This coronavirus has pushed me into the sandwich generation earlier than anticipated.
My parents, aunts and uncles had to be convinced to return from a trip they’d taken on March 1st, before the full force of the pandemic hit.
But once out of quarantine back home, they were running unnecessary errands through late winter/spring.
They then got into a groove during the summer, socializing only outside.
They still had to be reminded, though, that generous invitations to a friend’s cottage meant NOT sticking within their own safe bubble.
Now, with Fall’s increased infection numbers, I’m constantly urging them to take more precautions.
My cousins and I have school-aged children. This already puts our parents at some risk even from family contact.
We’re being as diligent as possible ourselves. But we’re overwhelmed by having to parent our children and beg our parents to protect themselves.
Going Grey Without A Colourist
You make a good case for why “we’re all in this together.”
Sadly, seniors who were the majority of COVID-19 victims early in its rage through nursing and long-term-care homes, were kept isolated from caring family like yourself during strict lockdowns.
The concern you show for your parents/relatives is a natural part of the cycle of life: Caring about/advising the older generation are lessons you’re also teaching your children, albeit urgent ones during a pandemic.
Hopefully, they’ll be as concerned about your well-being in the future.
Maintain concern without being overbearing. It’s too hard on both sides.
If your senior relatives don’t have serious health risks, are mobile and energetic, they have similar needs and desires as you have for maintaining some “normalcy.”
Encourage their positive outlook and whatever socializing among their “safe” circle, within the procedures advised - masks, handwashing, social distancing and meeting outdoors.
They’re lucky to have you caring about them.
My wife of 15 years and I have a son, 14, a daughter, 12.
Years ago, we were both smokers, me more heavily, having started at age 15 to look “cool.”
My wife only smoked then when we socialized. We both dismissed any evidence on bad-health effects... until a persistent harsh cough interfered with my sales job. I quit smoking.
But worrying about my reduced salary made my wife nervous. She smoked more, “to calm herself.”
She’s now fully addicted.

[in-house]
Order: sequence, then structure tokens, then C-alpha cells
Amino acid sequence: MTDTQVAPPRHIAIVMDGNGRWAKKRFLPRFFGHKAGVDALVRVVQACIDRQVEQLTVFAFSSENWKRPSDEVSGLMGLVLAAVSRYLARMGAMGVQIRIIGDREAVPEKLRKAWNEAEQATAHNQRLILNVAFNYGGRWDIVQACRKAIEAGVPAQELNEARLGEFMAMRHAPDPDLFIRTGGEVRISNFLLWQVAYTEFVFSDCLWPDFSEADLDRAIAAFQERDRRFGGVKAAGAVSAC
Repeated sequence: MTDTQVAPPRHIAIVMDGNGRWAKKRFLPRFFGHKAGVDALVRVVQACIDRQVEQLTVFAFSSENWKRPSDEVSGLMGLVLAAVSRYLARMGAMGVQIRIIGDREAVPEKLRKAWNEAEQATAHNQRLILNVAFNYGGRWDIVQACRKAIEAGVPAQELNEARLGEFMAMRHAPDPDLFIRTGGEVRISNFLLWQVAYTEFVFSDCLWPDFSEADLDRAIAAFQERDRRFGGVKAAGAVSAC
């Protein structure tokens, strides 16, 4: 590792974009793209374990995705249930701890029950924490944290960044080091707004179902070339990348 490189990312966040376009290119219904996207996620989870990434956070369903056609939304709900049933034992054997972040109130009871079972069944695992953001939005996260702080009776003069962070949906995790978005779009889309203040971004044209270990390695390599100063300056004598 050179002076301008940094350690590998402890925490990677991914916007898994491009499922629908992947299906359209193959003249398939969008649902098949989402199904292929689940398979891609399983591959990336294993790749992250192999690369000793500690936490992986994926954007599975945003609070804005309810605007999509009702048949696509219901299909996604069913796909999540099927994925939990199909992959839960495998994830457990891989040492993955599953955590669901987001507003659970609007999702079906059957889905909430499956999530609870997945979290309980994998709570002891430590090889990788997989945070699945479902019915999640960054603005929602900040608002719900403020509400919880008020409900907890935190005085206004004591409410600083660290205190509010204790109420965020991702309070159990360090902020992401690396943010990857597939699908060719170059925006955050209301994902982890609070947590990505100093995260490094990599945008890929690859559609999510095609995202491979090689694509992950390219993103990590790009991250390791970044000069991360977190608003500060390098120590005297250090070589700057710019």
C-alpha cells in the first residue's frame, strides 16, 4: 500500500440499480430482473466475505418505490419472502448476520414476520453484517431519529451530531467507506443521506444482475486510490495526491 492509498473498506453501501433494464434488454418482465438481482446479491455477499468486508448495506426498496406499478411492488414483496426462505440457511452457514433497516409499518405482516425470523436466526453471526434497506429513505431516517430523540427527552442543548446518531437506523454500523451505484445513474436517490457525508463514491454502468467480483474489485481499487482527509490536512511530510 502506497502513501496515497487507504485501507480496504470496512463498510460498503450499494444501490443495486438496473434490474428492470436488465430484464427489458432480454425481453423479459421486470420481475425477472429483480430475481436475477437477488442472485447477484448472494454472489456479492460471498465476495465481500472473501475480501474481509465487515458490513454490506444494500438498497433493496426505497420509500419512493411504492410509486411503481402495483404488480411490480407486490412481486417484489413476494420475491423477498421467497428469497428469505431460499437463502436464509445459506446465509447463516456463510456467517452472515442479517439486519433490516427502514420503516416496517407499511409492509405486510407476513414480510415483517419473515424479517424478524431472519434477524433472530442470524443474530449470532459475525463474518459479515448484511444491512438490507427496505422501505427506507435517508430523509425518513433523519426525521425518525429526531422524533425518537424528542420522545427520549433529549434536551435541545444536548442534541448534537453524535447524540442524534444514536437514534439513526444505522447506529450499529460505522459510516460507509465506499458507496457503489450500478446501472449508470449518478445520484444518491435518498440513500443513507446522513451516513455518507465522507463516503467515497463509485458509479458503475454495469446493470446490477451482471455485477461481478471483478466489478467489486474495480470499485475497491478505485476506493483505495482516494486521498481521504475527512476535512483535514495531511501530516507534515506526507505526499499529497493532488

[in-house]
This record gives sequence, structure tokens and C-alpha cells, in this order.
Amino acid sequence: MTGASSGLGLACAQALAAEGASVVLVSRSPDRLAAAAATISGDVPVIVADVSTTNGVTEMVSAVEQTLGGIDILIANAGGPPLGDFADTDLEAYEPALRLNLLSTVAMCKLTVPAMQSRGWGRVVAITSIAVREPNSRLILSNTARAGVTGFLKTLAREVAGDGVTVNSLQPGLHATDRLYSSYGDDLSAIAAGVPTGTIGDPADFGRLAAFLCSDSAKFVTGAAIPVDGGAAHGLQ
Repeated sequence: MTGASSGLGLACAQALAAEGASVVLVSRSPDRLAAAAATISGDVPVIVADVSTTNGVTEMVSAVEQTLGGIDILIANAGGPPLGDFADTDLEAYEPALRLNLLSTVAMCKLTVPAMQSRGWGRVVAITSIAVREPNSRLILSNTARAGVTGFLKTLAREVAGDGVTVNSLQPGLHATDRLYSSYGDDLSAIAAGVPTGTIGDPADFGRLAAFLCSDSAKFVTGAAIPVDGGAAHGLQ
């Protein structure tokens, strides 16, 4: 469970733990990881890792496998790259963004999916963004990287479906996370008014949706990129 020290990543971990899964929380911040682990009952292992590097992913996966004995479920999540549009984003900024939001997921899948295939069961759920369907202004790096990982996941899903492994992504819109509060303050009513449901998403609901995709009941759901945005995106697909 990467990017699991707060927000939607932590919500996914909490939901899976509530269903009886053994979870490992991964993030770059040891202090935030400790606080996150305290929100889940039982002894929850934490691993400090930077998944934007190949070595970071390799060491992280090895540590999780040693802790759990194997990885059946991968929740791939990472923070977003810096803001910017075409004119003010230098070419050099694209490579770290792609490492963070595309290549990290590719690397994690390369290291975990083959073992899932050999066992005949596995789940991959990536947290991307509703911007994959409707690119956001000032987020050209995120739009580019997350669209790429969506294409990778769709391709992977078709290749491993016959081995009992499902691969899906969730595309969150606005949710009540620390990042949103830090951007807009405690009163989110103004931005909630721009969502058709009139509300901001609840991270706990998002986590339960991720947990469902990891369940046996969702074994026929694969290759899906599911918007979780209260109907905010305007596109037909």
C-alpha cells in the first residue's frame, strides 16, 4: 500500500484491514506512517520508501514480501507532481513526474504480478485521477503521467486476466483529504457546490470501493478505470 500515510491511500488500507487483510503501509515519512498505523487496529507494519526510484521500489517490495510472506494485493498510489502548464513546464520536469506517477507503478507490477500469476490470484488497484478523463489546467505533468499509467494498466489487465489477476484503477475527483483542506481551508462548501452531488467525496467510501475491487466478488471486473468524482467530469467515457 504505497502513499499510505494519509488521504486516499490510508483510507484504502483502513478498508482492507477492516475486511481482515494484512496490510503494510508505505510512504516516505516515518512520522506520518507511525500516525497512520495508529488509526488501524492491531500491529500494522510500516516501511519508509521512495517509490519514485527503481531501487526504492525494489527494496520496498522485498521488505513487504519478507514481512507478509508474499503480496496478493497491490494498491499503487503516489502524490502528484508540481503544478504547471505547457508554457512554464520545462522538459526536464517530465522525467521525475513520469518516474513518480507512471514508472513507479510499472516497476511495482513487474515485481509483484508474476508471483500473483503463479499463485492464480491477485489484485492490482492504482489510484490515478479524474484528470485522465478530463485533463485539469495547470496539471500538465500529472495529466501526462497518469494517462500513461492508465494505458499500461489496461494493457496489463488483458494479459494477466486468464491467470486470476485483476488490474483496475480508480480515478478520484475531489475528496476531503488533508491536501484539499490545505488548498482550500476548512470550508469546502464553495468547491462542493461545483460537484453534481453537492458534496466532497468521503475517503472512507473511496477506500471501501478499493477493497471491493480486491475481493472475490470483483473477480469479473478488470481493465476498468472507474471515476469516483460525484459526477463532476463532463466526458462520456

I’m worrying about the effects on our kids, the eldest already following whatever his friends are doing.
How can I get my wife onside to curb her smoking, at least for the kids’ sake?
Not Coughing Now
It’s a challenge yet shouldn’t be.
Even a few facts from the World Health Organization (February 2020) about “smoking cessation:”
Within 2-12 weeks, your circulation improves, and your lung function increases. In 1-9 months, coughing and shortness of breath decrease. Within 1 year, risk of coronary heart disease is about half that of a smoker's... huge health benefits during the risks of a respiratory virus that’s primarily a lung disease.
Yet your wife’s unlikely to quit to reassure you.
Tell her anyway, that quitting decreases the excess risk of many diseases related to second-hand smoke in children, such as respiratory diseases (e.g. asthma) and ear infections.
Then, back off. She has to come to the decision herself.
Various smoking cessation approaches do work, especially when the smoker seeks them on her/his own.
Approaches range from laser clinics, to hypnosis, to Cognitive Behaviour Quitting (CBQ) to Allen Carr’s Easy Way to Stop Smoking. (The late author also wrote about giving up alcohol addiction).
FEEDBACK Regarding the husband who resented that his wife didn’t contribute to their household finances (October 19):
Reader – “You didn’t point out to the husband that he should consider the message his wife was giving to their children by remaining at home instead of leaving them to earn money.
“The wife clearly didn’t feel the need for more money. She could see for herself what their financial situation was and must’ve felt it was adequate.
“When my granddaughter asked her mother why she left her to go to work, my daughter answered that it was to be able to purchase things.
“My granddaughter, then a toddler, answered that it was not worth it to her.
“A parent staying at home sends the message that the children - and her/his time with them - are more important than money from another job.”
Ellie - Both mother and now-older daughter might find it interesting to try that conversation again, now.
Tip of the day:
Adult children’s watch on their senior-generation’s pandemic response, should feel natural and respectful.